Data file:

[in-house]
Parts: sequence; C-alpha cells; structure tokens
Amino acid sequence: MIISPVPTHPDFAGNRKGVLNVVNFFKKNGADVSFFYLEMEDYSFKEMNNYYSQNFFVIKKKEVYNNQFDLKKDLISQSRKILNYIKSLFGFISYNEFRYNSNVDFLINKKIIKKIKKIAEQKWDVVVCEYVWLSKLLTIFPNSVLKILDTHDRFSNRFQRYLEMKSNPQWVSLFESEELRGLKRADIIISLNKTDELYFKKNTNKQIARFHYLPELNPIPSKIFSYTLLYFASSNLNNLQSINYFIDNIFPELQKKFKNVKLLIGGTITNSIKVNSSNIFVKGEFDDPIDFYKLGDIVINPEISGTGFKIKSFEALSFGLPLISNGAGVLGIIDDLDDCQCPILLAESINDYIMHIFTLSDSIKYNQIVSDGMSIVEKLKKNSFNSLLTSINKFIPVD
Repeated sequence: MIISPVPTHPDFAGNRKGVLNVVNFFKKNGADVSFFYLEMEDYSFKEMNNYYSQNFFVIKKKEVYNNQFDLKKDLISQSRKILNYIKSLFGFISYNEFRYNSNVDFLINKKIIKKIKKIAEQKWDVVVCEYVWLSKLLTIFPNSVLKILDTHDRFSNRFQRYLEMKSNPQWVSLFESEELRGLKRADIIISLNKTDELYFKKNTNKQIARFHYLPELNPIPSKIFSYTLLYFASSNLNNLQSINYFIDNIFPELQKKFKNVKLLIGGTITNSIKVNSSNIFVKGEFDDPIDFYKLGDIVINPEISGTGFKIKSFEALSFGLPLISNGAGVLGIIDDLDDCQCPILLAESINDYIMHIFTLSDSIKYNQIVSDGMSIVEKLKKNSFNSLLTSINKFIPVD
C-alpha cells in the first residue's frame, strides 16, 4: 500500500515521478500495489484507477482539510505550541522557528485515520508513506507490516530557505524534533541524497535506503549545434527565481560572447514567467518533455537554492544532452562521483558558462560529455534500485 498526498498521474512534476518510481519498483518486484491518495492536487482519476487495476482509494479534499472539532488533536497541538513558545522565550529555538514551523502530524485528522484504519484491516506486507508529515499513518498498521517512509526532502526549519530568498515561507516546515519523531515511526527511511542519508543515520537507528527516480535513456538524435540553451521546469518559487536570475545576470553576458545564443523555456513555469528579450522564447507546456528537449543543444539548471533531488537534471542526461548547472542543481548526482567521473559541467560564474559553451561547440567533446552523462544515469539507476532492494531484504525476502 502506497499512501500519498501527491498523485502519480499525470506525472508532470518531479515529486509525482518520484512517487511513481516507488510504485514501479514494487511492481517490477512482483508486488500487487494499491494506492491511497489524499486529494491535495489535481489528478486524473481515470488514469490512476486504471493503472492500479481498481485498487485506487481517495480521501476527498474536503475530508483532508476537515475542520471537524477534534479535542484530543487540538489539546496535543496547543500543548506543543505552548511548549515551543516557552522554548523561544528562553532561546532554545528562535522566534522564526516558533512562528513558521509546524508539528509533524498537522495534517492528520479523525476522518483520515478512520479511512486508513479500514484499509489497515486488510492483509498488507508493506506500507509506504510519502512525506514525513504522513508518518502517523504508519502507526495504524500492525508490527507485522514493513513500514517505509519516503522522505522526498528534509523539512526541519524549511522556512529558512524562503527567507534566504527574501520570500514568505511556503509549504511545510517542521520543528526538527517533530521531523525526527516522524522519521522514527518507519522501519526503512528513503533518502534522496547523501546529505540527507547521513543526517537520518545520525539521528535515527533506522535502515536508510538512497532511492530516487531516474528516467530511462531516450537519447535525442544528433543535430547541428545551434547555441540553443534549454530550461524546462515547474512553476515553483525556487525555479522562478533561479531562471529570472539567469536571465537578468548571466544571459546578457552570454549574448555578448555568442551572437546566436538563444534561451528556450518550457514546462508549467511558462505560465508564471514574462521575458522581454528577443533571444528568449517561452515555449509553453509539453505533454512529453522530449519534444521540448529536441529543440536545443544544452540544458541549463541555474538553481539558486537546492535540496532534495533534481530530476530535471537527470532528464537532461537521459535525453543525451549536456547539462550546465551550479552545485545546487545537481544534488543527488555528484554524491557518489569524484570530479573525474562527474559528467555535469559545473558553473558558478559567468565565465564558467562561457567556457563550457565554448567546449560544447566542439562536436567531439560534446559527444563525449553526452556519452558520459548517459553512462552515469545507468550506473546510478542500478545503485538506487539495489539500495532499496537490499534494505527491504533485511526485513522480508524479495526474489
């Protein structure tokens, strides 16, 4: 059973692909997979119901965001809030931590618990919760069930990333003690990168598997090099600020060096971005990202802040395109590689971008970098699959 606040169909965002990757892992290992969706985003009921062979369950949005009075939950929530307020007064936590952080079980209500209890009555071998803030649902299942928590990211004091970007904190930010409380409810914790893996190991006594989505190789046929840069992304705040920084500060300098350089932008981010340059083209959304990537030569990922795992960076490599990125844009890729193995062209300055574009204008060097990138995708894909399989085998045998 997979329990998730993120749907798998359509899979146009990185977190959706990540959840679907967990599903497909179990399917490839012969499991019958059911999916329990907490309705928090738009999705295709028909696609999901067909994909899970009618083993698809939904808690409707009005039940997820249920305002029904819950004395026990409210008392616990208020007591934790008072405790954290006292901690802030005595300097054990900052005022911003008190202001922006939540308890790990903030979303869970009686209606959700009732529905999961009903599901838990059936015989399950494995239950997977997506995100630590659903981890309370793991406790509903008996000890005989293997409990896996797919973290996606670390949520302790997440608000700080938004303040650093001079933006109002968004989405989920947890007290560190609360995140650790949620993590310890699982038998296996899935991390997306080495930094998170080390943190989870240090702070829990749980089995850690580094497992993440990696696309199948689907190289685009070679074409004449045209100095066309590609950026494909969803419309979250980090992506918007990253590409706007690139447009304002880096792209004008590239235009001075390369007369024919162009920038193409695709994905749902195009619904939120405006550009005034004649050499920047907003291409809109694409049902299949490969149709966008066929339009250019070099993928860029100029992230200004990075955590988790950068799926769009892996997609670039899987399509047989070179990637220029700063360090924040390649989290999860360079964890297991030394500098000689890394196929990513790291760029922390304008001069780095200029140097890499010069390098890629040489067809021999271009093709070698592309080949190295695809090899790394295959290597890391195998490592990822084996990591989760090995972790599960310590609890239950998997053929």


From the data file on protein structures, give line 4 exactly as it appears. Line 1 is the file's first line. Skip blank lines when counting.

Repeated sequence: MIISPVPTHPDFAGNRKGVLNVVNFFKKNGADVSFFYLEMEDYSFKEMNNYYSQNFFVIKKKEVYNNQFDLKKDLISQSRKILNYIKSLFGFISYNEFRYNSNVDFLINKKIIKKIKKIAEQKWDVVVCEYVWLSKLLTIFPNSVLKILDTHDRFSNRFQRYLEMKSNPQWVSLFESEELRGLKRADIIISLNKTDELYFKKNTNKQIARFHYLPELNPIPSKIFSYTLLYFASSNLNNLQSINYFIDNIFPELQKKFKNVKLLIGGTITNSIKVNSSNIFVKGEFDDPIDFYKLGDIVINPEISGTGFKIKSFEALSFGLPLISNGAGVLGIIDDLDDCQCPILLAESINDYIMHIFTLSDSIKYNQIVSDGMSIVEKLKKNSFNSLLTSINKFIPVD